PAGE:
Cushway v. State Bar of GeorgiaAnnotate this Case
120 Ga. App. 371 (1969)
170 S.E.2d 732
CUSHWAY v. STATE BAR OF GEORGIA.
Court of Appeals of Georgia.
Argued May 5, 1969.
Decided September 4, 1969.
Rehearing Denied September 24, 1969.
*374 Thomas H. Antonion, for appellant.
Mallory C. Atkinson, Alexander Cocalis, for appellee.
*375 EBERHARDT, Judge.
While constitutional issues were raised in certain of the exceptions which appellant filed in the trial court to the recommendations of the Disciplinary Board of the State Bar of Georgia, none are raised in the enumerations of error filed in this court and appellant asserts in his brief that "no constitutional question is presented." The appeal is, therefore, properly before this court.
1. It was not error either to disallow the amendments to the exception to the report of the State Disciplinary Board or to deny an extension of time for the filing of additional exceptions beyond the time for filing prescribed by the rules. State Bar of Ga. v. Ellis, 116 Ga. App. 721 (4) (158 SE2d 280).
2. Although under Rule 4-215 (f) the burden of proof lies with the State Bar in establishing the charges made before the Grievance Tribunal or before the Disciplinary Board, and the quantum of proof required is that which establishes the charge "beyond a reasonable doubt," when the findings and report of the board are on judicial review before the superior court, they may, under Rule 4-213, be sustained if supported by any evidence. In its order of disbarment the court recited that there was some evidence to sustain the findings, and we find no error.
Under the rules of the State Bar the Grievance Tribunals and the Disciplinary Board are composed of members of the State Bar. Absent a clear and convincing showing to the contrary, it is to be presumed that those who served on the tribunals and on the board were familiar with the rules under which disciplinary action is instituted and tried against a member, including the quantum of proof required for the establishment of charges, and that they, as well as the judge of the superior court, followed and applied the rules in the performance of their duties. Cf. Gardner v. State, 117 Ga. App. 262, 265 (160 SE2d 271). As to the meaning of proof "beyond a reasonable doubt" in civil proceedings, see Schnell v. Toomer, 56 Ga. 168 (3).
An analogous situation is in a review of the findings of fact by the Board of Workmen's Compensation, "The finding of that body upon the facts can not be reviewed in the superior court, if there is evidence to support its finding. Such finding *376 can not be reviewed in the appellate court." Maryland Cas. Co. v. England, 160 Ga. 810, 812 (129 SE 75). Another is the consideration on appeal of a criminal conviction, as to which, see Waters v. State, 15 Ga. App. 342 (83 SE 200); Mitchell v. State, 15 Ga. App. 803 (7) (84 SE 205); Mathis v. State, 16 Ga. App. 381 (6) (85 SE 352); Williams v. State, 17 Ga. App. 724 (88 SE 215).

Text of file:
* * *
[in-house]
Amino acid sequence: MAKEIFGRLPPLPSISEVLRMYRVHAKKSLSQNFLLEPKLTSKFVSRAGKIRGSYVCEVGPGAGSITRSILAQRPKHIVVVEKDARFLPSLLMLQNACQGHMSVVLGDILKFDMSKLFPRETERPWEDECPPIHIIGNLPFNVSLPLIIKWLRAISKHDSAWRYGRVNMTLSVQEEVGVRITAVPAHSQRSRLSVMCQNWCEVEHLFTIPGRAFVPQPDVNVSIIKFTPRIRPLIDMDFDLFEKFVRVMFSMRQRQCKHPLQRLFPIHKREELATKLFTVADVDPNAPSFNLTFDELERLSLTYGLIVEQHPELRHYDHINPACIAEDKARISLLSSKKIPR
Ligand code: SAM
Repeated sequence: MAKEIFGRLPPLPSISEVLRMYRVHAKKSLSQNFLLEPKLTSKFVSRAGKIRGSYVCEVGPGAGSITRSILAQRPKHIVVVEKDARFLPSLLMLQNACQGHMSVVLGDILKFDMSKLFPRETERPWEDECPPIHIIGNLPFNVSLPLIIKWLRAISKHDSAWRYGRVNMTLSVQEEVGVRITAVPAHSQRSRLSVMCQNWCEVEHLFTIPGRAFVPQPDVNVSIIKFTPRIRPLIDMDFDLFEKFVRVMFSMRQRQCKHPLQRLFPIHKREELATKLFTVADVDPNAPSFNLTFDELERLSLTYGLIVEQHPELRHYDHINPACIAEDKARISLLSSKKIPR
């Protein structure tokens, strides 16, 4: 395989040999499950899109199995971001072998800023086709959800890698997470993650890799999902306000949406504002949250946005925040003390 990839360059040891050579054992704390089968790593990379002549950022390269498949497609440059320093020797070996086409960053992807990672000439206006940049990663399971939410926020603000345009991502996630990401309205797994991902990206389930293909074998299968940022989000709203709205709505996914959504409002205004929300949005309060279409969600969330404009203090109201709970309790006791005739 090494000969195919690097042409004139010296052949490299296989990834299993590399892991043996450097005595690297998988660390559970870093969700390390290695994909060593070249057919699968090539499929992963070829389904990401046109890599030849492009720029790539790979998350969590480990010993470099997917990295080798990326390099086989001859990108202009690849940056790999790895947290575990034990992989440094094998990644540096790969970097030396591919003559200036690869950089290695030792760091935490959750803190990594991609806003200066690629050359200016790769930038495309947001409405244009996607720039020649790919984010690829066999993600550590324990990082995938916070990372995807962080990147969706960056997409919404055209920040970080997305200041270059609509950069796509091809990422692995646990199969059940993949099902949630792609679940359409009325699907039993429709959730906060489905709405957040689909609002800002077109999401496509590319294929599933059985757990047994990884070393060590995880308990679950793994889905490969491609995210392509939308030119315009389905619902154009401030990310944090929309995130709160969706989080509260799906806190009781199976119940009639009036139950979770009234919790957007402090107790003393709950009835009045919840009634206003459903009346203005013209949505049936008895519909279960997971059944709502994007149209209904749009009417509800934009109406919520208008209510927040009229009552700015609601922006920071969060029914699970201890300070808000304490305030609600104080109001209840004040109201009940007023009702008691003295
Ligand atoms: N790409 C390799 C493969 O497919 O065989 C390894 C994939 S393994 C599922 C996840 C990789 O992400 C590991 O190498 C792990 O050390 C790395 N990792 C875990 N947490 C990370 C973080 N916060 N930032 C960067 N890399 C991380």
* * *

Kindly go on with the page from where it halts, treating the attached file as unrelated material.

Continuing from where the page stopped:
3. There is no double jeopardy as to Counts 1 and 2 or as to Counts 3 and 4. The only sanction imposed is that provided in the recommendations of the tribunal and the board as to Count 3, disbarment. The order specifically provides that the imposition of all other sanctions recommended is suspended.
This proceeding is not a criminal one. City of Atlanta v. Stallings, 198 Ga. 510 (32 SE2d 256); Gordon v. Clinkscales, 215 Ga. 843 (2) (114 SE2d 15); State of Ga. v. Walker, 88 Ga. App. 413 (76 SE2d 852). It is "an action taken by the court to protect itself from having as one of its officers one who has demonstrated a manifest unsuitability therefor, and to protect from imposition by him upon an unsuspecting public." Yarbrough v. State, 119 Ga. App. 46, 48 (166 SE2d 35). Appellant is not placed in jeopardy of life or liberty. The power of the Grievance Tribunal was limited to making finding of fact and recommendations to the court as to appropriate sanctions, and the power of the court was limited to reprimanding, suspending or disbarring. A matter is criminal only if imprisonment or the assessment of a fine may follow conviction. "A prisoner is in jeopardy within the meaning of the Constitution, and can not be tried again, when in a court of competent jurisdiction, and upon a sufficient indictment, he has been arraigned, has pleaded, and the jury has been impaneled and sworn." Peavey v. State, 153 Ga. 119 (1) (111 SE 420). "Jeopardy," in its constitutional and common law sense, has a strict application to criminal prosecutions only. Yoder v. State, 66 Okl. Crim. 178 (90 P2d 669); Ex parte Lewis, 152 Kan. 193 (102 P2d 981); People v. Carver, 174 Misc. 325 (20 NYS2d 533). Only actions intended to authorize criminal punishment, as distinguished from remedial actions, subject the defendant to "jeopardy." "[T]he double jeopardy clause prohibits merely punishing twice, or attempting *377 a second time to punish criminally, for the same offense. The question . . . is thus whether [the statute in question] imposes a criminal sanction." United States v. Hess, 317 U.S. 537, 549 (63 SC 379, 87 LE 443). And see Helvering v. Mitchell, 303 U.S. 391 (58 SC 630, 82 LE 917) to the same effect. In the Hess case a qui tam action was brought on behalf on the Government to invoke a forfeiture and damages in consequence of a fraudulent claim which Hess had made against the Government and for which he had already been indicted and fined.